Travel Journal Mexico 2013 - 2014

with Claudia and PJ Potgieser

 

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If you are not up to date yet and want to read about the first four months of our trip ? Click on this link first: Travel journal Canada , Alaska and USA 2013

December 2013 Mexico

December 9, 2013 , Ensenada - Mexico

So here we are, with fluffy slippers on, the electric heater is snoring, the camper shakes on its six wheels by winds of 50 miles p/h and it is 51°F. Yes, we are in Mexico, although you would not think we are.

This morning we had a two-hour drive through California before we were at the Tecate border crossing. The temperature is only 37°F and PJ is a bit grumpy. He is worried that we will find it too cold in Baja California, that long peninsula to the west of the mainland. There is a cold front going through the USA and we also feel it in California.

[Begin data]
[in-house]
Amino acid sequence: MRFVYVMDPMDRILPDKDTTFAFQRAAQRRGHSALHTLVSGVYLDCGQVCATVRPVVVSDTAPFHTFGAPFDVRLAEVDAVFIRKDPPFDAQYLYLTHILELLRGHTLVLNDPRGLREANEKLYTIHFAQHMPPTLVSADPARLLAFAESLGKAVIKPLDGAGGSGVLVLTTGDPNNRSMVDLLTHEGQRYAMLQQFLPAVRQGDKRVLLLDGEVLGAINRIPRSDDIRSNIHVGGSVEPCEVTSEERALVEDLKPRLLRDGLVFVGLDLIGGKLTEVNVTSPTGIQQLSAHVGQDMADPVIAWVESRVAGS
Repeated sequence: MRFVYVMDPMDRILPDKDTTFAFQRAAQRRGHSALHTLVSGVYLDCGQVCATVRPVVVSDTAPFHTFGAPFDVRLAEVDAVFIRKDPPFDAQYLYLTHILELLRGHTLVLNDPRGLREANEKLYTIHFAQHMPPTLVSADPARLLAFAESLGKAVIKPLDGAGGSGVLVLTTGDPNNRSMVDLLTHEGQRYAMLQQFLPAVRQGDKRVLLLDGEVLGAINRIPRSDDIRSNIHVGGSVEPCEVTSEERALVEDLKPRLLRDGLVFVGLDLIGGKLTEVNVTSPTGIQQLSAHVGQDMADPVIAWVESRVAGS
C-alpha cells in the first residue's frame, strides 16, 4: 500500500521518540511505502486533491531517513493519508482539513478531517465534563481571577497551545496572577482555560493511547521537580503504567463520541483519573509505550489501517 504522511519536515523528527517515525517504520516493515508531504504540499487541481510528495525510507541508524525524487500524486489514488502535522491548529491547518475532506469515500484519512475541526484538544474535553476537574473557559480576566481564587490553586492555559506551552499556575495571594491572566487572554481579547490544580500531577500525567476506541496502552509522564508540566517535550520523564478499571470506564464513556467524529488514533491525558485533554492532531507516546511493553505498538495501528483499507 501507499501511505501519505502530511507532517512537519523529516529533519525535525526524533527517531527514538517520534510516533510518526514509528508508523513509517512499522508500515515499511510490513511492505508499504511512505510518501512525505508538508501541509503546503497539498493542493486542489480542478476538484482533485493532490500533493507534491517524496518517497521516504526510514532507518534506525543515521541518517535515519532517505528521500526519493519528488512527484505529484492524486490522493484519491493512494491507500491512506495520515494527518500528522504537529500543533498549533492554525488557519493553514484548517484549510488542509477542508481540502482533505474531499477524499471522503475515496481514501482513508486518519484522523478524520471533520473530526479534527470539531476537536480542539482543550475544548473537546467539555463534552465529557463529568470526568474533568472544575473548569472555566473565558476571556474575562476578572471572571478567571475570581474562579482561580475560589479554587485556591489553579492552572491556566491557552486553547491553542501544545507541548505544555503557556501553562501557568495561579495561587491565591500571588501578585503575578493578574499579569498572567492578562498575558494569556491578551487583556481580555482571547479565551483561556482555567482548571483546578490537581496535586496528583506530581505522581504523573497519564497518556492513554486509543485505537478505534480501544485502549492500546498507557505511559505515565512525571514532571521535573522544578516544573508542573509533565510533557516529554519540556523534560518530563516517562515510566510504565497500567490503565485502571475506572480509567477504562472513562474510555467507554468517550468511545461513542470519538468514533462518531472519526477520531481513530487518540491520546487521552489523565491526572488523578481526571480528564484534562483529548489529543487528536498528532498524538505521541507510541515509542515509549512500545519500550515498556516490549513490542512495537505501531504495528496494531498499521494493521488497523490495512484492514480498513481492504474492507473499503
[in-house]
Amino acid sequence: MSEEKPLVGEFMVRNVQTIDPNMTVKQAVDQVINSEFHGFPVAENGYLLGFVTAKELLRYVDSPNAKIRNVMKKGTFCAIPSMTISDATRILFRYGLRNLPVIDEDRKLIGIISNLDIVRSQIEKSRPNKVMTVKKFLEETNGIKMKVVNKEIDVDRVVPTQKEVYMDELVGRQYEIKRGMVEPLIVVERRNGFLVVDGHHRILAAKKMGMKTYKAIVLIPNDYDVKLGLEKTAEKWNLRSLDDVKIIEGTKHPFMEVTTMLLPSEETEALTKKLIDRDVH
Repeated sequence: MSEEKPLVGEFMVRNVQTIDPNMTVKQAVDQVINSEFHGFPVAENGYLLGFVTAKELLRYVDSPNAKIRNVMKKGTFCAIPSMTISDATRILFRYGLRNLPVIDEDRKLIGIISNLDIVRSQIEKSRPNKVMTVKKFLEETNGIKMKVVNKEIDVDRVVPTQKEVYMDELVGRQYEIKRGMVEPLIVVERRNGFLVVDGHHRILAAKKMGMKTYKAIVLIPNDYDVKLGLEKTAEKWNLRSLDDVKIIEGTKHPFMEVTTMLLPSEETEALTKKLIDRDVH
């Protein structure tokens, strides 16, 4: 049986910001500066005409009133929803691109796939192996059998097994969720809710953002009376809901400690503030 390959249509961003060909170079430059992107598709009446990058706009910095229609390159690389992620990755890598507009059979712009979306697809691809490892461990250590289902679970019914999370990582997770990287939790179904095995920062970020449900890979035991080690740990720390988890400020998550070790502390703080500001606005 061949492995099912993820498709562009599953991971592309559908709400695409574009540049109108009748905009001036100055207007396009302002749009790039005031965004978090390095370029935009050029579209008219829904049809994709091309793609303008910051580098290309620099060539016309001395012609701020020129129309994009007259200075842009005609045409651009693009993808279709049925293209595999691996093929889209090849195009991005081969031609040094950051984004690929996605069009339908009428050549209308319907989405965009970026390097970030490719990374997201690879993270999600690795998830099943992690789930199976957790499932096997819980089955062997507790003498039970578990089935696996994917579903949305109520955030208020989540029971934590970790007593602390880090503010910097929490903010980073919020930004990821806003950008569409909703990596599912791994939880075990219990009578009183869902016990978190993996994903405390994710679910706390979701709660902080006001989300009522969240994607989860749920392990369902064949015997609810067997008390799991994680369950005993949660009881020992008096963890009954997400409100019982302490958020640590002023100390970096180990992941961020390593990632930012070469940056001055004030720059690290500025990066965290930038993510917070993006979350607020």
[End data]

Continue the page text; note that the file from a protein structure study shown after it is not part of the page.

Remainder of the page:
In Mexico they have a simple system to cross the first border check. You park at the traffic light and if you get the green light (this is an arbitrary system) you may continue without control.
PJ stops for the light with the word STOP and when it turns green, he starts driving. A soldier waves him to the side, of course, you can always override the system!

The man asks if he can look inside and I open the camper door for him.
"Did you bring wine or beer?". I am a bit surprised by that question, they have never asked us about wine and I honestly say yes.
"How much?". I show him the 5 liters box wine and totally forget the other 15 liters that are stacked away somewhere in the camper. Also, we do not talk about the whiskey and rum. We can continue.

The custom actions you need to do for Mexico are:
- Go with your passport to immigration to apply for a visa of 180 days.
- Fill in a form at immigration and go to a bank to pay.
- With that receipt go back to the immigration, who stamps the visa in your passport.